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Does Dust Really Damage Computers?

Posted By Tim On December 8, 2012 @ 12:00 PM In I've Always Wanted To Know... | Comments Disabled

I’ve Always Wanted To Know:

Does Dust Really Damage Computers?

Answer:

Have you ever been told that if you don’t keep your computer clean, you’ll damage it? Can dust and dirt really hurt a computer, or is this an old tech tale? If it does cause damage, how and what can you do to prevent it? Furthermore, are there any signs of damage and is any of it repairable?

So can dust really damage your computer? The simple answer is: Yes. Dust and debris primarily causes damage to your computer by interfering with fans and functioning as insulation, causing your computer to heat up. High levels of heat can cause early failure of components, and excessive, intense heat can cause critical components to fail unexpectedly. Dust can also interfere with the electrical connections on ports and connections, causing erratic results.

So how do you clean a computer? The simplest way is to use compressed air, or “air in a can” products. Start by taking your computer outside or into a well-ventilated area of the house. If your computer is a desktop, remove the side access panel. If your computer is a laptop, place the laptop screen side down. Use the compressed air to spray out all dust, fans, ports and connections.

You can also use a vacuum cleaner to clean out larger masses of dust and a VERY lightly damp (no water leaking/dripping) cloth to wipe fan blades and exterior plastic pieces. You can also use Swiffer/liquid-free dusting cloths to remove dust from harder-to-reach spaces, as long as they do not lint/break apart.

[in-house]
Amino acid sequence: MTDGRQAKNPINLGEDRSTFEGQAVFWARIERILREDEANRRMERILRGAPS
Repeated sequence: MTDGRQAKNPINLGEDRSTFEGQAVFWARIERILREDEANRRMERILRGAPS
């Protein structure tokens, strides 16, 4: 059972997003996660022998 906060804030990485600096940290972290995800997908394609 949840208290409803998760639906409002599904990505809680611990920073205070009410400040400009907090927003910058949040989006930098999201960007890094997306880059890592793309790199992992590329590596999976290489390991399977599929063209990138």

What are the signs your PC needs to be cleaned? When fans run at higher speeds (louder) than they’ve run in the past doing the same task, this can be a sign that heat is not being removed as efficiently. Most computers will also have a built-in CPU temperature probe, and you can use a program such as CoreTemp [1]to see your CPU’s current temperature. This temperature is for the processor alone, and will fluctuate as you run programs. You should base your temperatures on the idle CPU temperature reached five minutes after booting up, when your computer isn’t running any programs. A good CPU temperature will not exceed 55 degrees Celsius idle, and the lower the temperature is, the better. Most CPU’s have a tjunction or thermal cutoff, and if your computer is running near that thermal cutoff, it’s probably a sign of a failed fan or exceedingly dirty interior. You can also check hard drive temperatures by running a program such as CrystalDiskInfo [2]. A good temperature range is 20 degrees Celsius to 55 degrees Celsius.

What if you have dust-related damage? If you do have component failure due to dust damage (such as a fan failing or a power supply), you can usually have those components replaced by a trained PC technician. Expect to pay for both parts and labor. Laptop components are generally most expensive and require more time to repair.

What can you do to prevent dust damage? The simple way is to keep your PC clean. Vacuum around your computer, and spray it out every few months (I do it in spring/fall, but if you have a pet, do it more frequently). If you keep your PC clean, it’ll run at its coolest temperature and last the longest.

-Tim

P.S. Don’t forget a surge protector! The #1 cause of computer failure is electrical damage, so protect it with a good surge strip.

Do you have a general technology or electronics question you always wanted to know like “How does a Microwave work?” or “Why do LED’s last so long?” Write me at Tim@WorldStart.com [3] and your question may be answered in an upcoming “I Always Wanted To Know.” For specific computer support questions ask our writers by clicking here [4].


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URLs in this post:

[1] CoreTemp : http://alcpu.com/CoreTemp/

[2] CrystalDiskInfo: http://crystalmark.info/software/CrystalDiskInfo/index-e.html

[3] Tim@WorldStart.com: mailto:Tim@WorldStart.com

[4] clicking here: http://www.worldstart.com/ask/